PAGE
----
On the eve (April 7th) of Brainstorm’s The Celestine Prophecy EP release, the Seattle emcee/producer spoke with HipHopDX about the process behind his first solo project, seeking out other producers for the right sound, as well as what Dyme Def has in store for the near future.
Best known for his work as part of the DXnext alumni trio, Brainstorm encountered a strong positive response for a solo project after dropping countless freestyles (more appropriately termed “freeverses”) online last year. “I’ve put out so much music that if you’ve gathered everything that I’ve done since last year, as far as original material, I would have a double album. And people kind of saw how consistent the music was getting. It just got to a point that people wanted it; they kept asking me for it.”
Despite the demand, he explained the completion of The Celestine Prophecy was rarely set in stone due to different musical and personal delays, including the birth of his son Eli. “This project got to the point where local people were saying this was turning into the ‘Seattle Detox’ [laughs]. People don’t know, but with The Celestine Prophecy, I had made about five [different versions] already and this was the actual version that I decided to stick with.”
What fans end up receiving on The Celestine Prophecy is a six-track EP that hits all the right keys, from battle rap attacks (“Shadowboxing”) to underdog braggadocio (“Fuck With Me”) to inspirational euphoria (“Come Down”), all the while highlighting the 25-year-old’s growth since Dyme Def’s 2007 debut album Space Music. “Musically I wanted it to be completely different than what I was doing with the group,” he said. “People know Dyme Def as a group that makes good party-type Hip Hop music. But with The Celestine Prophecy, I wanted to establish myself as a solo artist. I felt like this was my personal testament, and everything on the project that I’m speaking on I’ve either done it or witnessed it.”
Interestingly enough, the one-time Red Bull Big Tune champion felt his own production would have been a hindrance to the project, and instead utilized a handful of close producers he’s come to know over the years to provide a more “grittier” sound for his solo debut. “Personally, I hate rapping over my own shit man. I don’t know what it is, I think I may be one of the few producers that feels like that, but I’m one of them. I love my beats, and I love to hear Dyme Def and other people on them, but not me.”
Included on his hit list was Rob Bates, who he met during the finals of the Red Bull Big Tune in 2008. “You know what’s funny? When I was in New York and stayed in that loft with all the producers, it just so happened that me and Rob Bates were sharing a room together. And when everyone else was asleep, we were up making beats. He’d make a beat and I’d just be like, damn that shit is hard. Then I’d play him a beat and he’d be like that’s filthy. From there we just built a mutual respect for each other and that’s why he laced me with the beat for ‘Come Down.’”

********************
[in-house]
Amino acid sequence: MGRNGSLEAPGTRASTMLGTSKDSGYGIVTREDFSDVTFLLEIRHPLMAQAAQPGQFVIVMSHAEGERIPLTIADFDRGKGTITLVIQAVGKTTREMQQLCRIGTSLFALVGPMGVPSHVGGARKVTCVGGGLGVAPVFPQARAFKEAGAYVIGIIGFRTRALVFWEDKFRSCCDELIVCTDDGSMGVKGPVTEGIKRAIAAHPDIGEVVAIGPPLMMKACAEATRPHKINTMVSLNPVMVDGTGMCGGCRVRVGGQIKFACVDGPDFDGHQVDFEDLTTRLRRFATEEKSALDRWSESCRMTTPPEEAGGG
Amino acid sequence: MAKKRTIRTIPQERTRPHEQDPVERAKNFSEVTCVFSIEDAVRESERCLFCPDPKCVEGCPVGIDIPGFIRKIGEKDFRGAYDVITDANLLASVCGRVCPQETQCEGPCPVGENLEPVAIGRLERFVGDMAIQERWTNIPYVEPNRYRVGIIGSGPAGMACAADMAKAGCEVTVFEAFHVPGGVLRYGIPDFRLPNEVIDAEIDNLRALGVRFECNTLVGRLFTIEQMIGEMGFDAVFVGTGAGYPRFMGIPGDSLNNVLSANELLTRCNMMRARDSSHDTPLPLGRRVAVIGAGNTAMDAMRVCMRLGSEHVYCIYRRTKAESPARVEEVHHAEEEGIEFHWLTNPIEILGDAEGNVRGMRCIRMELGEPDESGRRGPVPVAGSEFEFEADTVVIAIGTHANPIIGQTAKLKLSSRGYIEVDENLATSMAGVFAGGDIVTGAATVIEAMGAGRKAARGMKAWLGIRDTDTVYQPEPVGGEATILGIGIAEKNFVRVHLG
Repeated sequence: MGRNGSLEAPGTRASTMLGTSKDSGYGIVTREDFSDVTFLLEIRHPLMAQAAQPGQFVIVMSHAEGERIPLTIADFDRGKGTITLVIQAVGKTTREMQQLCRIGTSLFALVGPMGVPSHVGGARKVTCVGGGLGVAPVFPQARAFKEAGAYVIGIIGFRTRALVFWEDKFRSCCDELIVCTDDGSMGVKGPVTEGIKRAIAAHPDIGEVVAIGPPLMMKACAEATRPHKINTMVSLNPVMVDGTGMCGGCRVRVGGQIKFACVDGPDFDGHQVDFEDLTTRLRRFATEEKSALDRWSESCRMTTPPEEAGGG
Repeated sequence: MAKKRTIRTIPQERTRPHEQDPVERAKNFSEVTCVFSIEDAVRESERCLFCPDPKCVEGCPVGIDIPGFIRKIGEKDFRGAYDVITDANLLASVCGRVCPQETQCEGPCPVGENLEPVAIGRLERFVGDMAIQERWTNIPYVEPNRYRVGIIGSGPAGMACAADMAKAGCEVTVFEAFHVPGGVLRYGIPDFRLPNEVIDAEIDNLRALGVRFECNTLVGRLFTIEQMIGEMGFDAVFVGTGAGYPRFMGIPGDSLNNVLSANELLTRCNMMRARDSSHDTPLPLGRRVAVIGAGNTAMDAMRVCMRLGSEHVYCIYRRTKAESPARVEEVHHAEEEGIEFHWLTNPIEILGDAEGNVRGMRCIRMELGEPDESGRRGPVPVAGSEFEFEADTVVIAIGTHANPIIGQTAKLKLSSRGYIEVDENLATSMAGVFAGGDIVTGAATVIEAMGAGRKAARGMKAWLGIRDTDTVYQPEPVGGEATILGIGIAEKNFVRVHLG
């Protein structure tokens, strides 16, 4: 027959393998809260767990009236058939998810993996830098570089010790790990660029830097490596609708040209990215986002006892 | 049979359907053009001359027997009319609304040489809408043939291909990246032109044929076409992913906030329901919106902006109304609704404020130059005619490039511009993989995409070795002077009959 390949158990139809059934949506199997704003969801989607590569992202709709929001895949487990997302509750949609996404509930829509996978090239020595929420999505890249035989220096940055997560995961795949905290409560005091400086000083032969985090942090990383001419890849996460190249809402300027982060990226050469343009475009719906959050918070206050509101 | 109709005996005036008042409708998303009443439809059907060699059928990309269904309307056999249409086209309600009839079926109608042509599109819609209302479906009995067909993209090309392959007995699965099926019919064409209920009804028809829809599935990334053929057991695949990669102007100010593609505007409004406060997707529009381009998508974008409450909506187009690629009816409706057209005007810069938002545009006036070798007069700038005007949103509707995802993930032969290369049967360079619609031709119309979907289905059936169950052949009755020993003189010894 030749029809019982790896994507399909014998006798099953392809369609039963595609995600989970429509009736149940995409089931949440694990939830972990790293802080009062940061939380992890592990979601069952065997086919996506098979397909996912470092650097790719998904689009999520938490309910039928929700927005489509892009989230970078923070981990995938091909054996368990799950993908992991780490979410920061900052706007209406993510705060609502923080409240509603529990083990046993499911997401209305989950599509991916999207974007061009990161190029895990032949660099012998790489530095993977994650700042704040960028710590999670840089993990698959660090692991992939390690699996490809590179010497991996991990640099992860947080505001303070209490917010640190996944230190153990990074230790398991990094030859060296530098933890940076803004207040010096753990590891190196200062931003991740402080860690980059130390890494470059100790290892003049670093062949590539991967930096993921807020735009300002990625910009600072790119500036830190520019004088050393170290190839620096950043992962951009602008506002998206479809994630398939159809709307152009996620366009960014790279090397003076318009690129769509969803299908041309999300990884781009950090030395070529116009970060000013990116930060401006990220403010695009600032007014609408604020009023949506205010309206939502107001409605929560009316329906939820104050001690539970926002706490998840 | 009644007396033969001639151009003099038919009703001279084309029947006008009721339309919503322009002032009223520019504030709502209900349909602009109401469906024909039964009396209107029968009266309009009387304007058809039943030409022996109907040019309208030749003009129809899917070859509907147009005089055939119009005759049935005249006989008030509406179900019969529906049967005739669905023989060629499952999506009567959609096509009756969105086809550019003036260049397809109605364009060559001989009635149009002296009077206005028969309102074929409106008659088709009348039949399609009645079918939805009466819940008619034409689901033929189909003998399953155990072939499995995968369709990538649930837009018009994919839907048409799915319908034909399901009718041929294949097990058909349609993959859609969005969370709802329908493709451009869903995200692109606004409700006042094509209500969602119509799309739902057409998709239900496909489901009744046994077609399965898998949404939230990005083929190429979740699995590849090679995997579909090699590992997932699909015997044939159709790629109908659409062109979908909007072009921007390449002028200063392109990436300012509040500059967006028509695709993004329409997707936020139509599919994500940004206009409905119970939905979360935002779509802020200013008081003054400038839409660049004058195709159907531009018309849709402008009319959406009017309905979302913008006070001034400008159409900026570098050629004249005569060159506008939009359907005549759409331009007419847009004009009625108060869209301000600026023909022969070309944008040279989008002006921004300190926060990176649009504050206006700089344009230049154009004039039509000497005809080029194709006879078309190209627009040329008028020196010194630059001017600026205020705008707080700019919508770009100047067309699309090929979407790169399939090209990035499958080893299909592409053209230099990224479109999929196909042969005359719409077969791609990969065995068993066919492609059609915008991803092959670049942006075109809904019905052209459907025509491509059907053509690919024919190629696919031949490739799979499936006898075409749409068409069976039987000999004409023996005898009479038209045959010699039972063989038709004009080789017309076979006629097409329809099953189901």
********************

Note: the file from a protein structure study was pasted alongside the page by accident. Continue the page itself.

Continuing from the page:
He continued, “Originally it wasn’t even supposed to be mine. He initially sent it to me and I loved it, so I ended up making a song to it and sent it back to him. He was like, ‘Man, I already sent this to someone else, but since the song is so dope you can go ahead and keep it as long as we continue making music together after this, then we’re good.’”
Another beat smith that made the cut for The Celestine Prophecy is Northwest brethren Trox out of Portland, Oregon, who similarly punched a ticket for the Red Bull Big Tune finals last year. ‘With Trox and I, we’ve known each other for years now. Anytime I hit up Trox I’ll be like, ‘What’s up bro?’ And this guy will send me like 50 beats, and I’ll probably love 40 out of the 50. Trox is one of my favorite up-and-coming producers out there. Trox is pretty much like my Bean Two [laughs], ‘cause of course I got Bean One, so he’s Bean Two.’
With The Celestine Prophecy finally in the (near) rear-view mirror, Brainstorm alongside Fearce Villain and S.E.V. are looking to fortify their name in a city that is still developing an identity in the Hip Hop arena. “We’ve done a lot, and most people know the name and respect it, but I think others are still sleeping on the fact that we are one of the elite acts out of Seattle. People can’t come to Seattle, talk about Hip Hop and not mention Dyme Def.”
Kicking off 2011 with their “Pay Day” series and releasing a new record every other week, Brainstorm says the group will continue the series until the end of this month with something new coming shortly after. However, for those expecting their tentative next album P.T.O. (Paid Time Off) sometime this year, you may want to revise those plans. “All the ‘Pay Days’ we’re supposed to lead up to P.T.O., but schedules got kind of hectic and we didn’t want it to turn into another Celestine Prophecy where we said we were coming out with it and it never surfaced until a year later.”
With that said, fans of Dyme Def and veteran producer Bean One can visit YukTheWorld.com, a revamped site that features their full catalog of music, daily updates from the group, as well as an independent clothing line started by Fearce Villain and Bean. “Everything that has to do with Bean One or Dyme Def is on that site. If anyone wants to keep up with new music or see what’s going on behind the scenes with us, that’s the main central base to visit. Everything we come out with, we put it there first.”
In the meantime though, The Celestine Prophecy is more than enough music to hold them over, and Brainstorm hopes his followers will feel the same. “I want people to look at this project and be like, damn this guy Brainstorm, he’s dope with Dyme Def and he’s dope on the solo tip. I want people to recognize that I am definitely a force to be reckoned with, and I feel like this project is a really good representation of me and everything that I stand for.”
You can download The Celestine Prophecy below.